It is mentioned elsewhere that it was probably connected with the awarding of the 1994 World Cup to the USA. The USA wanted to have an attractive tournament in their country, and they certainly recognised the connection: more goals – more fun – more excitement – more entertainment – more spectators. One possible attempt: a win brings three points, in the group stage. Surely there should be a few more goals in it? Everyone wants a winning goal, even if the score is tied, and will attack for better or worse? Surely it must be possible to squeeze out one or two more goals, and thus at least one or two more dramas? At least a few great games and exciting scenes.
Also already acknowledged: for a group of four with only one round played, this method is not so far-fetched. Italy progressed in 1990 with three draws in the preliminary round – the defensive artists on the rise. Put a stop to that. Simple calculation: Italy draws three times (again). All the other games will be won by a winner. The inevitable consequence: Italy would be out. Either they are fourth or third (third if one of the other three teams loses the other two games, fourth if the teams beat each other in turn; then every other team would have four points, Italy only three). Translated, this means: Italy must win at least one match. So, of course, must every other team. Consequence: everyone plays for at least this one victory right from the start. It is better to shiver now than later (of course, this applies mainly to the favourites).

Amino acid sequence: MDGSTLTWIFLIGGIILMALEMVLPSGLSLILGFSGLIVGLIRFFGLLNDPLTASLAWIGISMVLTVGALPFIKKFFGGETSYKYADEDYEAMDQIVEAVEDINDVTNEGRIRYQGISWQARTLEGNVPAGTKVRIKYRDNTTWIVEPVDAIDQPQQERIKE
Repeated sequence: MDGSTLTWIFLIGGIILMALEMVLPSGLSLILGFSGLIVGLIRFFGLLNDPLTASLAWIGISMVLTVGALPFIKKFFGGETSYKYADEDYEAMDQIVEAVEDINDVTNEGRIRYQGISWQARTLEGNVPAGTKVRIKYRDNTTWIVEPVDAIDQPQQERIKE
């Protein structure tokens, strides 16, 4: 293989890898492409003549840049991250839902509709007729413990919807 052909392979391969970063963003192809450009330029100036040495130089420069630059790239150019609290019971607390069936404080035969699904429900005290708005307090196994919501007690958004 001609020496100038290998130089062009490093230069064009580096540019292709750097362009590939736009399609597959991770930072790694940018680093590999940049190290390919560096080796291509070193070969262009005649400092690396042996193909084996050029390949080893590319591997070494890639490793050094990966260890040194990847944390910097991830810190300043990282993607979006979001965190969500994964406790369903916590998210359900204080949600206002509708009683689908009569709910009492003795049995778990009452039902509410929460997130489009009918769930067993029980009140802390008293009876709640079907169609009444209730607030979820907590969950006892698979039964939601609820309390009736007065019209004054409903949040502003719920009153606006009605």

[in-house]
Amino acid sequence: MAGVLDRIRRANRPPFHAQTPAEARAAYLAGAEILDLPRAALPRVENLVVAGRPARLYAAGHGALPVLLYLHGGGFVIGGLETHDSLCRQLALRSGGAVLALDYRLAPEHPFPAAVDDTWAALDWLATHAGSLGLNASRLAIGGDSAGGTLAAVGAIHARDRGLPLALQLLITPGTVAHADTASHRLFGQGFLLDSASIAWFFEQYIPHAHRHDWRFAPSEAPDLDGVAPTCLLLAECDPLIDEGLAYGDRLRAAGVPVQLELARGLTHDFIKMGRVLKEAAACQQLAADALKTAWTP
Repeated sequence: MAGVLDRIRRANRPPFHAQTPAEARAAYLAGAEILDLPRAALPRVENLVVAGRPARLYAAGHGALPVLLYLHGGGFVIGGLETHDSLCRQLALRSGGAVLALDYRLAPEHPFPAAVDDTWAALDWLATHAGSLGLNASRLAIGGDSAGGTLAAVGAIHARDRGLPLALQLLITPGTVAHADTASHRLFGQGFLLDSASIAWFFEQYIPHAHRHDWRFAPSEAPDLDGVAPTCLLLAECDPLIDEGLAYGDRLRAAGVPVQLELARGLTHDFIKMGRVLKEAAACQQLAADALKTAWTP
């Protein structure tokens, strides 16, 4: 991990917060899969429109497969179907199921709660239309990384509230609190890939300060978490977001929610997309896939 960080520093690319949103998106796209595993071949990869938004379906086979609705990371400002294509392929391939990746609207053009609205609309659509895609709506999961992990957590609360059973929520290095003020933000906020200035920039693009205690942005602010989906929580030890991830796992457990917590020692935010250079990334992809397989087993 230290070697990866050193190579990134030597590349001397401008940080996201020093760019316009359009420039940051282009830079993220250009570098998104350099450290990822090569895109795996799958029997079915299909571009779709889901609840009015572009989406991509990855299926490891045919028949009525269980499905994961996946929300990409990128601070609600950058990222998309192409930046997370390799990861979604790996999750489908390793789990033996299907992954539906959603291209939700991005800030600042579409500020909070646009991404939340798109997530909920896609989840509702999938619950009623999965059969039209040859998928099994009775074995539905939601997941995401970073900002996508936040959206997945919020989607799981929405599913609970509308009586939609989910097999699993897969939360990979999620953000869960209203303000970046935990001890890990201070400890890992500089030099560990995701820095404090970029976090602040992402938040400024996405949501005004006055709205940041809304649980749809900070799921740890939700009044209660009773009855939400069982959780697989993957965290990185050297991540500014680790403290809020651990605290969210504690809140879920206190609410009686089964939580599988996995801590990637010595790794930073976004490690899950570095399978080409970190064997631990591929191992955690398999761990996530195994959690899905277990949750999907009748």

The basic idea was born. Now, some critical and attentive observers had certainly noticed that striving for a draw was quite common practice in everyday league life (and was becoming more and more so). So it was only logical that at least once they dared to take the plunge: what if they could also earn a whopping three points for a win in league play (the national championships, but also in the leagues below; can’t hurt, after all)? Of course: it seemed worth a try.
Re 2: What was the ultimate purpose of the introduction, what did one expect from it?
This question has perhaps already been answered in essence: it was noticeable that the behaviour of at least one of the two teams was too often geared towards scoring a single point. In other words: defensive. Just don’t let them concede a goal. In front? Let’s see if the others get too wild.
Not even completely unreasonable, this thought. The lure of three points is being advertised, right from the start. According to this, we should now be witnessing an offensive spectacle, even more so when the score is still tied with about 10-15 minutes to go, just in the period when the boring back-and-forth passing of the ball (used to be?!) could be observed. More or less, there was almost a kind of agreement of the construction: “If you don’t hurt me, I won’t hurt you”. Certainly limited to two teams at eye level. But there are a lot of those, aren’t there? Mid-table against the relegation zone or vice versa, both with a chance of going up, neighbours in the table or even the better team away from home, and then satisfied with a draw?
The actual implications, however, are of a different nature. First of all, a few statistics should be mentioned.
1993: Draw: 29.29% Goals ø: 2,936
1994: Draw: 27.21% Goals ø: 2,918
1995: Draw: 28.10% Goals: ø 3,016
1996: Draw: 35.29% Goals ø: 2.715